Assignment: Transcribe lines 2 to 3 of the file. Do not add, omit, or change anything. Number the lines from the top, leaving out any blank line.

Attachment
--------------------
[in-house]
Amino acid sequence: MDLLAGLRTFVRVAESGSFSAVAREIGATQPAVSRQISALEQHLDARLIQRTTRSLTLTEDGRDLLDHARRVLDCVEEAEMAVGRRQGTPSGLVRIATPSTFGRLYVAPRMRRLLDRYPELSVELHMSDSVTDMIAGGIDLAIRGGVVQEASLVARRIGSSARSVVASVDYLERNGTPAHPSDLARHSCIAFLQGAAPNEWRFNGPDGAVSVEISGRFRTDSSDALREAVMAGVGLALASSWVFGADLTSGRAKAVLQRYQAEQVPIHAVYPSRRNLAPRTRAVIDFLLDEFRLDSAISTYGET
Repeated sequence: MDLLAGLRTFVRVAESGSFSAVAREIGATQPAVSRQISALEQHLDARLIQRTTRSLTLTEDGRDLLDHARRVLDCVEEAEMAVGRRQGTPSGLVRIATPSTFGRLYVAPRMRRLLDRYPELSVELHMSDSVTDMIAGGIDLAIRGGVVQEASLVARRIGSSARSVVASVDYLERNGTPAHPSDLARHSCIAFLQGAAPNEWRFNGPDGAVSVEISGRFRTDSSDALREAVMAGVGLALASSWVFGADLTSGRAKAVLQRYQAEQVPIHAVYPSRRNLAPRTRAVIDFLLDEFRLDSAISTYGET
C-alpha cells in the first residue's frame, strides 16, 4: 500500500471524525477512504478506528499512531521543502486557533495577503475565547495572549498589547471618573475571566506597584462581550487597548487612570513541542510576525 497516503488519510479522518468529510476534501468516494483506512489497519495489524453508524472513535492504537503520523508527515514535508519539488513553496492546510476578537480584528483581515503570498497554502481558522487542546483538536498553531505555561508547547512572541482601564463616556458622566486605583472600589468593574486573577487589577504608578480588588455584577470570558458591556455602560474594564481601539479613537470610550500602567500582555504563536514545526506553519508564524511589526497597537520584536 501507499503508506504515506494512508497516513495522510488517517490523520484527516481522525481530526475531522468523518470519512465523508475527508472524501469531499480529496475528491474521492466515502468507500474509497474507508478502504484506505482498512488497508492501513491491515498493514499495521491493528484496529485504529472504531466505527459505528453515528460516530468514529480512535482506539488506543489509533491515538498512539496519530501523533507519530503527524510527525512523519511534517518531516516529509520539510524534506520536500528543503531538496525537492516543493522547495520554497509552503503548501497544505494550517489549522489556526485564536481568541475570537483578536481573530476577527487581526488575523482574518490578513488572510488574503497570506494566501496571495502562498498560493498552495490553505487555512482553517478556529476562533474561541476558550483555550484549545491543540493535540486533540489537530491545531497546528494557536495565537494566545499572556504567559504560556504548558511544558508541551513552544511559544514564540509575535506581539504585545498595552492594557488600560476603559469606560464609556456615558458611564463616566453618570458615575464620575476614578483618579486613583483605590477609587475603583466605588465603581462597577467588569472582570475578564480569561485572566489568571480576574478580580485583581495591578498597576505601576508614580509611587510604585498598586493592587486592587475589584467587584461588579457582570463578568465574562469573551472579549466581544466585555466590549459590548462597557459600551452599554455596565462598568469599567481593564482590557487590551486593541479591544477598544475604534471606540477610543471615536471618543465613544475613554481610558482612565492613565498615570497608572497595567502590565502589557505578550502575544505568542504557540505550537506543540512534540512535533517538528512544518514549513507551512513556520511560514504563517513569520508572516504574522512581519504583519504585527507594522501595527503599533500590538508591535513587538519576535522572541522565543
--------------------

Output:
Amino acid sequence: MDLLAGLRTFVRVAESGSFSAVAREIGATQPAVSRQISALEQHLDARLIQRTTRSLTLTEDGRDLLDHARRVLDCVEEAEMAVGRRQGTPSGLVRIATPSTFGRLYVAPRMRRLLDRYPELSVELHMSDSVTDMIAGGIDLAIRGGVVQEASLVARRIGSSARSVVASVDYLERNGTPAHPSDLARHSCIAFLQGAAPNEWRFNGPDGAVSVEISGRFRTDSSDALREAVMAGVGLALASSWVFGADLTSGRAKAVLQRYQAEQVPIHAVYPSRRNLAPRTRAVIDFLLDEFRLDSAISTYGET
Repeated sequence: MDLLAGLRTFVRVAESGSFSAVAREIGATQPAVSRQISALEQHLDARLIQRTTRSLTLTEDGRDLLDHARRVLDCVEEAEMAVGRRQGTPSGLVRIATPSTFGRLYVAPRMRRLLDRYPELSVELHMSDSVTDMIAGGIDLAIRGGVVQEASLVARRIGSSARSVVASVDYLERNGTPAHPSDLARHSCIAFLQGAAPNEWRFNGPDGAVSVEISGRFRTDSSDALREAVMAGVGLALASSWVFGADLTSGRAKAVLQRYQAEQVPIHAVYPSRRNLAPRTRAVIDFLLDEFRLDSAISTYGET